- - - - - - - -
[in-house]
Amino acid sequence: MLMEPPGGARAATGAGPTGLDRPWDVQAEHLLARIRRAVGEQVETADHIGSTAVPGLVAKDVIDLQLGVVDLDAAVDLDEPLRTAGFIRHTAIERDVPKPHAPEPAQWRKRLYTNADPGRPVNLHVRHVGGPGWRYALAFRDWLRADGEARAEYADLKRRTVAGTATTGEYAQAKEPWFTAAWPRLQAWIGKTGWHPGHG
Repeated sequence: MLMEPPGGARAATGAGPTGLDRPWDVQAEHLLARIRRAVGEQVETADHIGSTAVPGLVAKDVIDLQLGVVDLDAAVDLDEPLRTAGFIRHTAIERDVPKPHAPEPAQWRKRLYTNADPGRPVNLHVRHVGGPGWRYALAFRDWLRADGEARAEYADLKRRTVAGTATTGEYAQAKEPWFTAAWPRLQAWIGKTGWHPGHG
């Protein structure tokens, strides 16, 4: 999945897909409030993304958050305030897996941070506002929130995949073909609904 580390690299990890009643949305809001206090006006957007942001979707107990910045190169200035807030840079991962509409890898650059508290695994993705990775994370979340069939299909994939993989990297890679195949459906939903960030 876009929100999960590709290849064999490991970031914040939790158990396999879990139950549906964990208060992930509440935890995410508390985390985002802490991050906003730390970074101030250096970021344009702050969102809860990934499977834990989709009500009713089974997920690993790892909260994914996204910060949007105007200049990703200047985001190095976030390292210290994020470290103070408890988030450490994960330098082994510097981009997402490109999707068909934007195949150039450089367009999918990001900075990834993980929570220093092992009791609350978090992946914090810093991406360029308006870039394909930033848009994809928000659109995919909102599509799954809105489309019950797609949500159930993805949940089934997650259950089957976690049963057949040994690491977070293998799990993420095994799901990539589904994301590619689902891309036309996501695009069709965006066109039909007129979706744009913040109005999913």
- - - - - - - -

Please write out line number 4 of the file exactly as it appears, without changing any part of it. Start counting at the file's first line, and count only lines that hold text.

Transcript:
């Protein structure tokens, strides 16, 4: 999945897909409030993304958050305030897996941070506002929130995949073909609904 580390690299990890009643949305809001206090006006957007942001979707107990910045190169200035807030840079991962509409890898650059508290695994993705990775994370979340069939299909994939993989990297890679195949459906939903960030 876009929100999960590709290849064999490991970031914040939790158990396999879990139950549906964990208060992930509440935890995410508390985390985002802490991050906003730390970074101030250096970021344009702050969102809860990934499977834990989709009500009713089974997920690993790892909260994914996204910060949007105007200049990703200047985001190095976030390292210290994020470290103070408890988030450490994960330098082994510097981009997402490109999707068909934007195949150039450089367009999918990001900075990834993980929570220093092992009791609350978090992946914090810093991406360029308006870039394909930033848009994809928000659109995919909102599509799954809105489309019950797609949500159930993805949940089934997650259950089957976690049963057949040994690491977070293998799990993420095994799901990539589904994301590619689902891309036309996501695009069709965006066109039909007129979706744009913040109005999913």